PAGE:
1 June 2009
Note: This is an update for Adobe Flash CS4 Professional of an older Quick Start tutorial, Using the Adobe Flash CS3 Video Encoder. If you are still using Flash CS3 Professional, please refer to that version. If you are using Flash Professional CS5, please refer to the updated version of this Quick Start tutorial, Using Adobe Media Encoder CS5.
Adobe Media Encoder CS4 is a stand-alone video encoding application that lets you encode audio and video in a variety of distribution formats:
The FLV and F4V formats let you easily incorporate video into a web page or Flash Professional document in a format that can be viewed using Adobe Flash Player. The H.264 video format lets you create video for use with Apple iPod, 3GPP mobile phones, Sony PSP, and other devices.
Note: Adobe Media Encoder provides different video export formats depending on the Adobe applications with which it is installed. When installed with only Adobe Flash CS4 Professional, Adobe Media Encoder provides export formats for Adobe FLV/F4V and H.264 video. When installed with Adobe Premiere Pro CS4 and Adobe After Effects, additional export formats are available.
This tutorial covers the following topics:
The FLV and F4V file formats are an integral part of the viewing experience, not a separate pop-up window that plays video externally and interrupts the experience. Flash Professional treats video as a media type; you can layer, script, and control video like any other object in a SWF file.
When you target specific versions of Adobe Flash Player, the F4V and H.264 formats can be viewed only in Flash Player 9.0.115 or later. The On2 VP6 codec is used for FLV files targeting Flash Player 8. The Sorensen Spark codec is used for FLV files targeting Flash Player 7.
When encoding video using Adobe Media Encoder, you can choose from three different video codecs with which to encode your video content for use with Flash Player: H.264, On2 VP6, and Sorenson Spark. A codec is an algorithm that controls how video files are compressed during import and decompressed during playback.
Support for the H.264 video codec was incorporated into Flash Player beginning with version 9.0.r115. F4V video is a container format for the H.264 video codec, also referred to as MPEG-4 AVC (Advanced Video Encoding). The H.264 video codec provides higher quality video at lower bit rates than the Sorenson Spark and On2 VP6 video codecs used by earlier version of Flash Player. However, it is more computationally demanding than either of these codecs.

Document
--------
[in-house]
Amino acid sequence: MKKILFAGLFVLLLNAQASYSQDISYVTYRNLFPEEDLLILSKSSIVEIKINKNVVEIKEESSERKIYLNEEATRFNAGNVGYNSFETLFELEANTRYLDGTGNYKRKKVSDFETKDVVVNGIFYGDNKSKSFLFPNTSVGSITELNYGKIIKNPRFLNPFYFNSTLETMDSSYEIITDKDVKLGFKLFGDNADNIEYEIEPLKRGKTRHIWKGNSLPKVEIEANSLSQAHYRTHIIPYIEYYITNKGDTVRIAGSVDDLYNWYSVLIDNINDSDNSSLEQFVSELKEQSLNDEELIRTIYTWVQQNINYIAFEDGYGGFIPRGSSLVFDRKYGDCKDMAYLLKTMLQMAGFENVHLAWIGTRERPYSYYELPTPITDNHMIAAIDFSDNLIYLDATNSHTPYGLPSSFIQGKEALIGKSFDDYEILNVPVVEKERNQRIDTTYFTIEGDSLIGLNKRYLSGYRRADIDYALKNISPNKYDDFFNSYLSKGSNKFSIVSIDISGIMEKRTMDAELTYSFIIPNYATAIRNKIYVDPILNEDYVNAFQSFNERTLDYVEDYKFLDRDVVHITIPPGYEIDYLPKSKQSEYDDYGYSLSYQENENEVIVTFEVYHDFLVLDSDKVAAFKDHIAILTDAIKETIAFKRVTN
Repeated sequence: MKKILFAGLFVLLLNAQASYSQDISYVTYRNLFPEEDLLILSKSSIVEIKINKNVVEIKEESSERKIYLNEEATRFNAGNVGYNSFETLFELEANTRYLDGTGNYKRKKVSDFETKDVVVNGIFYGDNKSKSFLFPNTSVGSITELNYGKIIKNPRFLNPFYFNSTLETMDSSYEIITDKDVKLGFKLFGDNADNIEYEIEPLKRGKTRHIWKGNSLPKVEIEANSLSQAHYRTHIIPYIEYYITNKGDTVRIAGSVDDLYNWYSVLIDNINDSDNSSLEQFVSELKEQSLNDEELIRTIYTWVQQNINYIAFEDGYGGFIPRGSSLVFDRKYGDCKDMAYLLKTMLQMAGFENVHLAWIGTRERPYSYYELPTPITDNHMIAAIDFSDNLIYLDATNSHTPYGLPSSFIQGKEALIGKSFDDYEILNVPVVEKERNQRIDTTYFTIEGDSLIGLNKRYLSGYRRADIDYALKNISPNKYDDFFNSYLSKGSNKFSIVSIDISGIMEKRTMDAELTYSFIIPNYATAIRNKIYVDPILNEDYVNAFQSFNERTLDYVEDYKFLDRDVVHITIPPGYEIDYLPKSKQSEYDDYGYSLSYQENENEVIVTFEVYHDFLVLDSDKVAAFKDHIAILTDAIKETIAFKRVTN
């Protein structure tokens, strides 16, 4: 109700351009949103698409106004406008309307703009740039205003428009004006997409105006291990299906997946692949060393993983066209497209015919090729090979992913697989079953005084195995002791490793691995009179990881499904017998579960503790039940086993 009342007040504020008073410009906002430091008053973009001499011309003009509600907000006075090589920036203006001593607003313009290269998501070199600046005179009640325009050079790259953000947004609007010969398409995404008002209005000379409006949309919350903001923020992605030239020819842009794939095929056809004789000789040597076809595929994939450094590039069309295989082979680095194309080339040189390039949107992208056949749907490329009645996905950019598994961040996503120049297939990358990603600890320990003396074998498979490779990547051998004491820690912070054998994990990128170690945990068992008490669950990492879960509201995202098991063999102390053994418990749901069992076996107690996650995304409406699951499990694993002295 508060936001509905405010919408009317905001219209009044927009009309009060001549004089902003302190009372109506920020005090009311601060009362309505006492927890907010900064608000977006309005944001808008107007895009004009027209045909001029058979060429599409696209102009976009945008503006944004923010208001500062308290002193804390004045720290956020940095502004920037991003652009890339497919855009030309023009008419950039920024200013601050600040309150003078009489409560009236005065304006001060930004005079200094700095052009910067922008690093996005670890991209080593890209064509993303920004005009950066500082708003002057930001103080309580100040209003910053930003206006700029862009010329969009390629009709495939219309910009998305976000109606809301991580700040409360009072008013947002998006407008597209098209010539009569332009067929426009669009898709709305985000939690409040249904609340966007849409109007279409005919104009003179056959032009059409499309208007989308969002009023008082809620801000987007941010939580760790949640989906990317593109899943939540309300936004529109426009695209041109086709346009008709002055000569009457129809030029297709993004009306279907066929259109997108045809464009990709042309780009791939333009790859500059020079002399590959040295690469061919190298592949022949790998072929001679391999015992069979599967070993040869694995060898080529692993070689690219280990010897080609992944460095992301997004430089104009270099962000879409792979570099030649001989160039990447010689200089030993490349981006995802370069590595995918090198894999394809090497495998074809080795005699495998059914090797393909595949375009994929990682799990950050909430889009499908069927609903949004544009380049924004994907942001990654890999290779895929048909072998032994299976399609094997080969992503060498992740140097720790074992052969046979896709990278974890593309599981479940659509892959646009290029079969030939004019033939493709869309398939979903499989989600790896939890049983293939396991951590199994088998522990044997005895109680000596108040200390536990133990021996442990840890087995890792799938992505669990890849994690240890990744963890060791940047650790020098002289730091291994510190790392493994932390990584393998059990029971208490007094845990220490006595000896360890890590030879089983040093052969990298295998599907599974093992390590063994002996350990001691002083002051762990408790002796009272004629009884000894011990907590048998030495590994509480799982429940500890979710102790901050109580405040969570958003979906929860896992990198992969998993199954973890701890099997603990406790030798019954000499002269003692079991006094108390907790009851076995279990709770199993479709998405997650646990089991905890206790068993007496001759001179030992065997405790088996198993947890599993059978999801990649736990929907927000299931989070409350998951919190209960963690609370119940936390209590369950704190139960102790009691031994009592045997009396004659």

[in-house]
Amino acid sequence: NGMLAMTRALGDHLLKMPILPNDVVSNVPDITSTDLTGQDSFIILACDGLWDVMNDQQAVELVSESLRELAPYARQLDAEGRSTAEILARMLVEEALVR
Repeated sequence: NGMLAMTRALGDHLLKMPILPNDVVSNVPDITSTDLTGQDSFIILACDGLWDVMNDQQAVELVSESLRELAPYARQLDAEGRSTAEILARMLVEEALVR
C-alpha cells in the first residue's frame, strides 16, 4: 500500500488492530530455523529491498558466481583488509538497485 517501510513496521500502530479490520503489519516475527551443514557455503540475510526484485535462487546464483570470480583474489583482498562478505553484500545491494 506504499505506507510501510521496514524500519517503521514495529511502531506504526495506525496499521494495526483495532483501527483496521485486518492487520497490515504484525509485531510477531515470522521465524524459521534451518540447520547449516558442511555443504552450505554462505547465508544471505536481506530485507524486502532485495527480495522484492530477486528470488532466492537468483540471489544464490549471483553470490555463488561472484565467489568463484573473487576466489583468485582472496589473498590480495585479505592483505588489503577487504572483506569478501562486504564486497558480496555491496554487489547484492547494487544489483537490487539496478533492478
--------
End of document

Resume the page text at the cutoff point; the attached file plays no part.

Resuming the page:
In addition to the F4V container format, Flash Player 18.104.22.168 and later versions support files derived from the standard MPEG-4 container format. These files include MP4, M4A, MOV, MP4V, 3GP, and 3G2, if they contain H.264 video or HE-AAC v2 encoded audio, or both.
Note: If you need to use video with alpha channel support for compositing, use the On2 VP6 video codec; F4V does not support alpha video channels.
The On2 VP6 codec is the preferred video codec to use when creating FLV files you intend to use with Flash Player 8 and later. The On2 VP6 codec provides the following:
To support better-quality video at the same bit rate, the On2 VP6 codec is noticeably slower to encode and requires more processor power on the client computer to decode and play back. For this reason, carefully consider the lowest common denominator of computer you intend your viewing audience to use when accessing your FLV video content.
Introduced in Flash Player 6, Sorenson Spark video codec can be used to publish Flash documents requiring backwards compatibility to Flash Player 6 and 7. If you anticipate a large user base that uses older computers, use FLV files encoded with the Sorenson Spark codec, as it is much less computationally demanding to play back than either On2 VP6 or F4V video.
Note: To see a list of encoding settings when you select from among the FLV/F4V presets, see the F4V and FLV encoding presets section of the Using Adobe Media Encoder CS4 online documentation.
Some filename extensions—such as MOV, AVI, MXF, FLV, and F4V—denote container file formats rather than denoting a specific audio, video, or image data format. Container files can contain data encoded using various compression and encoding schemes. Adobe Media Encoder can import these container files, but the ability to import the data that they contain is dependent on which codecs (specifically, decoders) are installed.
The free trial version of Adobe Media Encoder software, and trial versions of software applications with which it is installed, does not include some features that depend upon software licensed from parties other than Adobe. For example, some codecs for encoding MPEG formats are available only with the full version of Adobe Media Encoder software. You cannot encode the following file formats using the trial version: MPEG-1, MPEG-2, and MPEG-4; F4V; M4A; MP4; and 3G2. To import these file formats, you must register the software. For a list of file formats supported for import, see the File formats supported for import section of the Using Adobe Media Encoder CS4 online documentation.